The flat cash settlement for the core science budget is very welcome news in the context of this extremely tough Spending Review. There remain areas of concern, especially with regard to capital spending, and the funding of universities. But this outcome enhances our optimism that such issues can be addressed on the basis of a genuine realisation that it is in the U.K.'s interests to remain among the world leaders in key areas of science and innovation.
Evan Harris, former Liberal Democrat science spokesperson:
The science community will be relieved by this settlement, but we know that even 10% real terms cuts will be painful, will need reversing as soon as the fiscal position improves, and we must watch out for the impact of any cuts in capital spending or in R&D budgets across Government.
Simon Gaskell, principal of Queen Mary College, University of London:
The flat-cash settlement for science is much better news than was feared and suggests that the arguments for the fundamental economic importance of scientific research have been heard and at least partly understood. Significant challenges remain but it is important that universities, collectively and individually, emphasise that the U.K. remains an outstanding environment for the conduct of research.
Peter Weissberg, medical director of the British Heart Foundation:
Immediate reaction? Relief that science has been spared the deepest of cuts. Followed swiftly by the realisation that even at about 10% down, we'll be playing catch-up in an international field which could see U.K. science left behind. We will have to wait before the full picture becomes clear, but it's likely charities will now come under greater pressure to fund more medical research. Charities invest over a £1 billion each year in vital medical research.
Mark Downs, chief executive of the Society of Biology:
A 10% cut over 4 years is a significant blow to the U.K.'s competitiveness. The Government has failed to recognise what all charities know: an economic downturn is the time to invest in fundraising to ensure future prosperity. It is research and development, coupled with skilled people that will deliver growth. Our international competitors have recognised that: the coalition government has yet to fully accept that reality.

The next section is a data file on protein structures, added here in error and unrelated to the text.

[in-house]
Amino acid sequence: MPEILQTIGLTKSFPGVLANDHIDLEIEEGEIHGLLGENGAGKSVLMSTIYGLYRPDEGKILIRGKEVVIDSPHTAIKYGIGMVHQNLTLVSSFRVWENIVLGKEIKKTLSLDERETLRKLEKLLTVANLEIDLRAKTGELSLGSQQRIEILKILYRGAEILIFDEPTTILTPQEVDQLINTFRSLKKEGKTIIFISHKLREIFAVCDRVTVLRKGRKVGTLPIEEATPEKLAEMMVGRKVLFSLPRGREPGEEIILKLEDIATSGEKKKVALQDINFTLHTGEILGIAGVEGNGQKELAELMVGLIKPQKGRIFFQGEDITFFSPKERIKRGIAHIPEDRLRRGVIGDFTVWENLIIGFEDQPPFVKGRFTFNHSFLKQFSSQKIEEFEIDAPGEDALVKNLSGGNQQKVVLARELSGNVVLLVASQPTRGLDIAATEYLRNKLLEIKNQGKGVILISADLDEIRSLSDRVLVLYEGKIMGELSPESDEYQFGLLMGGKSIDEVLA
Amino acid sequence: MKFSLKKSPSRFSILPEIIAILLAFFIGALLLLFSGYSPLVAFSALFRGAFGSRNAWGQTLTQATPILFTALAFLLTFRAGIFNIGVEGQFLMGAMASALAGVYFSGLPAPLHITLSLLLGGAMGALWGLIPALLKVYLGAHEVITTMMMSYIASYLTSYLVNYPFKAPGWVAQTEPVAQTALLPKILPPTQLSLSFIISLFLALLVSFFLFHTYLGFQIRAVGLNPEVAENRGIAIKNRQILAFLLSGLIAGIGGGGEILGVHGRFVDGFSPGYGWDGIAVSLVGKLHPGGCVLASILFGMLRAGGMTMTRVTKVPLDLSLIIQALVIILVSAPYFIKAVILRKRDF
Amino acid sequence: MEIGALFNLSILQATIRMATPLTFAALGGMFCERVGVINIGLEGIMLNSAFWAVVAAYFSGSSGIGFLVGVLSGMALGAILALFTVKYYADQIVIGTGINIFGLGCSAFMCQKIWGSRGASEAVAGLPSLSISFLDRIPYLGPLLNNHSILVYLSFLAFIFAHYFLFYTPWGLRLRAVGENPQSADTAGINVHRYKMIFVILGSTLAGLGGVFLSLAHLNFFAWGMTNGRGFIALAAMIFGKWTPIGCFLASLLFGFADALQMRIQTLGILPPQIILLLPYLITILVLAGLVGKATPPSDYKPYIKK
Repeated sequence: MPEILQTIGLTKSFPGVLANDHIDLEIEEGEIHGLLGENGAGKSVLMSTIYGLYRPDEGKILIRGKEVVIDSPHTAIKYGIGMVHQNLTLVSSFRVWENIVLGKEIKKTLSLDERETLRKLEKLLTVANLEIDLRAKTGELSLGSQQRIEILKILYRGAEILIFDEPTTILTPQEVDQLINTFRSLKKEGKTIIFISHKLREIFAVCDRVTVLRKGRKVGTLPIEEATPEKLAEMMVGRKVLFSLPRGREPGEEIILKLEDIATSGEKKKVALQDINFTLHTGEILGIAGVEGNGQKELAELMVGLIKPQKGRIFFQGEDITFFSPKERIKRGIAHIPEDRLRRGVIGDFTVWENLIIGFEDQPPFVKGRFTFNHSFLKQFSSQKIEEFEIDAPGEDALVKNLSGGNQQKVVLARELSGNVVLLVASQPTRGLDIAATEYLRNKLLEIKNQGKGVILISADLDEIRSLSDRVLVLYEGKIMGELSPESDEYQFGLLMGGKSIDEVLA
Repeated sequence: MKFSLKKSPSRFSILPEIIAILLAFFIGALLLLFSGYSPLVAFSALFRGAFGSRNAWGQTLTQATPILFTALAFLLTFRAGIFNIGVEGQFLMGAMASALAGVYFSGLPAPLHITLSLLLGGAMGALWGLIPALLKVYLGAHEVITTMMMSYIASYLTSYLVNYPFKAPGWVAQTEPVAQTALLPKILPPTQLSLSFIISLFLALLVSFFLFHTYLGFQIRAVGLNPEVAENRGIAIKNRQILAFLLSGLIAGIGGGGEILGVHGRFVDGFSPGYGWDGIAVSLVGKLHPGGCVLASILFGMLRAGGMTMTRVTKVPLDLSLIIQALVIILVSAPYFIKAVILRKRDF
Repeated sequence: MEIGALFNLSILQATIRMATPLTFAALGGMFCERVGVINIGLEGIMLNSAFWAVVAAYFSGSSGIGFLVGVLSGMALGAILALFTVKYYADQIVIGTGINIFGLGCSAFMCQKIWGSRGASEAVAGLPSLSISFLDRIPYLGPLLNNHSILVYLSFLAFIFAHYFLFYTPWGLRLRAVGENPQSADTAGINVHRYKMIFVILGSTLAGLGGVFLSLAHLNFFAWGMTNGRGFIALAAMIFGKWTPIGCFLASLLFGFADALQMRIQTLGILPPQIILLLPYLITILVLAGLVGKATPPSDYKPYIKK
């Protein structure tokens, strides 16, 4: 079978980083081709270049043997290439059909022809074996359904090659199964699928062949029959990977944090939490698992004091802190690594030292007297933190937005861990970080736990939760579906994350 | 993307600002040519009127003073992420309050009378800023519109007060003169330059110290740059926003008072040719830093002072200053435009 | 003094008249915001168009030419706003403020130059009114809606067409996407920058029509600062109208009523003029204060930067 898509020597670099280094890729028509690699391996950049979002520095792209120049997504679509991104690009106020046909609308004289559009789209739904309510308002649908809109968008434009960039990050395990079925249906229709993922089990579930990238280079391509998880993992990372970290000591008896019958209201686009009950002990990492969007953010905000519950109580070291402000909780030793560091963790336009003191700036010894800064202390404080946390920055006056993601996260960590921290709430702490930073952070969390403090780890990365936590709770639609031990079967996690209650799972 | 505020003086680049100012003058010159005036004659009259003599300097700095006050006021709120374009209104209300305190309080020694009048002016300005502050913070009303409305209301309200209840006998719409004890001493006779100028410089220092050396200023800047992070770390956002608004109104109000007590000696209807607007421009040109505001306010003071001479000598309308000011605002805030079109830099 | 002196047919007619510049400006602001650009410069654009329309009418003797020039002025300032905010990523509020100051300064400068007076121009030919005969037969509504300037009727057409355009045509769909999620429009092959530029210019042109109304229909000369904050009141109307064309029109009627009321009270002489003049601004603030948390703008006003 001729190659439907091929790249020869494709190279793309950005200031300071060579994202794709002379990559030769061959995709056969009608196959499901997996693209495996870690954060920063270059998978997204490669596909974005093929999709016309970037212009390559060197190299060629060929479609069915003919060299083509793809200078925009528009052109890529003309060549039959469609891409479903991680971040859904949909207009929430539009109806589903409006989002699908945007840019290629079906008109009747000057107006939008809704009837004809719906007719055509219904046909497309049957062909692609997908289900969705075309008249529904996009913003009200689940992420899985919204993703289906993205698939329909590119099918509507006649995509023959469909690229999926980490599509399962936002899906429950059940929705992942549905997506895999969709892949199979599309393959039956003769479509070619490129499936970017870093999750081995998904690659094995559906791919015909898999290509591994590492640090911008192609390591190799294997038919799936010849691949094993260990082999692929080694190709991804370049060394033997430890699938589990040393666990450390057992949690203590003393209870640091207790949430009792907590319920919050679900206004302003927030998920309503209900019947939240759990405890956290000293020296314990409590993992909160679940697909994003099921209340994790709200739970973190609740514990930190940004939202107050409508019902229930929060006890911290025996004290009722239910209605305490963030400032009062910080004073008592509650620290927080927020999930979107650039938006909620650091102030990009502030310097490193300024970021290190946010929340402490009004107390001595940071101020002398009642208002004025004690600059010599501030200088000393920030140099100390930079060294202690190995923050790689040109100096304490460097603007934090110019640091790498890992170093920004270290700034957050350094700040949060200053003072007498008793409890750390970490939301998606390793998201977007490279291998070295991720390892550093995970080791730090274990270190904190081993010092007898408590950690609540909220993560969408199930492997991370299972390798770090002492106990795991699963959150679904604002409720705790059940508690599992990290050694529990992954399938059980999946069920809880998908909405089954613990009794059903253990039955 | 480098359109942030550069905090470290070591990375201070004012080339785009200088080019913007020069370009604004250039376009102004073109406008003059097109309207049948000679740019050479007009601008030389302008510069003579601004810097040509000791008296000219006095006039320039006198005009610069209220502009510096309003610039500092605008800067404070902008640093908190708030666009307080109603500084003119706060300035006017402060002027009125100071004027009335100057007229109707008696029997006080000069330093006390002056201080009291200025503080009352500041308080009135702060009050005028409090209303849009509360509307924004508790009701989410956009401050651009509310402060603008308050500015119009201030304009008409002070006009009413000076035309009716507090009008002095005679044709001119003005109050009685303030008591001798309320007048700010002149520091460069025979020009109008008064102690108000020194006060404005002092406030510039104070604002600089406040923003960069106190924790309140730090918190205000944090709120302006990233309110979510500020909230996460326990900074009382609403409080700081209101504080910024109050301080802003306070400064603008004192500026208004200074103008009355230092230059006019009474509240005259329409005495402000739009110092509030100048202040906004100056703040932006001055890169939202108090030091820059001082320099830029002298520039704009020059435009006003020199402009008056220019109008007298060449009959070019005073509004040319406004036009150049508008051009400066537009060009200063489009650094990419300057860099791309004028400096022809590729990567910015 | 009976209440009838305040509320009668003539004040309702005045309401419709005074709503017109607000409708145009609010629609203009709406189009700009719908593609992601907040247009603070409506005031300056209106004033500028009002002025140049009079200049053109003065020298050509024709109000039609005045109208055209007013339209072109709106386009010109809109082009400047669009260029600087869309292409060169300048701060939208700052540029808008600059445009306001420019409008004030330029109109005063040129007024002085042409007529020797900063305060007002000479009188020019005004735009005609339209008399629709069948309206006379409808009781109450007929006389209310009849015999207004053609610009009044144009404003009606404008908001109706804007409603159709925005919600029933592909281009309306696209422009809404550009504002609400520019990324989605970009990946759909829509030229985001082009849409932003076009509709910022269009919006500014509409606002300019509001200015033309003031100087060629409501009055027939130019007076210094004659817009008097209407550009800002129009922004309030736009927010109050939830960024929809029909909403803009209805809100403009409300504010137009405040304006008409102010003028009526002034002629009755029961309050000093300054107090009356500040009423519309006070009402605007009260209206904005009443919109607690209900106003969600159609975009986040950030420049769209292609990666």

Malcolm Grant, president and provost of University College London:
The quality—and value for money—of British science is outstanding. The Chancellor's recognition of its economic value is truly welcome. I hope that even with the reduced funding that this announcement implies, Britain can continue to train and recruit the best in the world and to lead in scientific discovery, innovation, improving the lot of mankind and the planet.
Colin Blakemore, former head of the Medical Research Council:
It is wonderful to learn that Government has listened to the scientific community. Collectively we have made the case that funding science is not a cost but a way to invest in creating a stronger economy which is the best way to guarantee the recovery that will benefit everyone. It will now be important to maintain the dialogue with government as it reviews budgetary commitments for the future.
Imran Khan, director of the Campaign for Science and Engineering:
A 10% cut over 4 years is significant, especially at a time when our competitors like the U.S. and Germany are having real-terms increases—but today saw an important 'statement of intent' from the coalition. Important questions remain over the details of some of the funding plans—particularly over capital expenditure for Research Councils and universities, funding for the Technology Strategy Board, and the status of R&D tax credits. But the scientific and engineering community will now look forward to engaging constructively with the government on how to put research at the heart of the UK's growth agenda.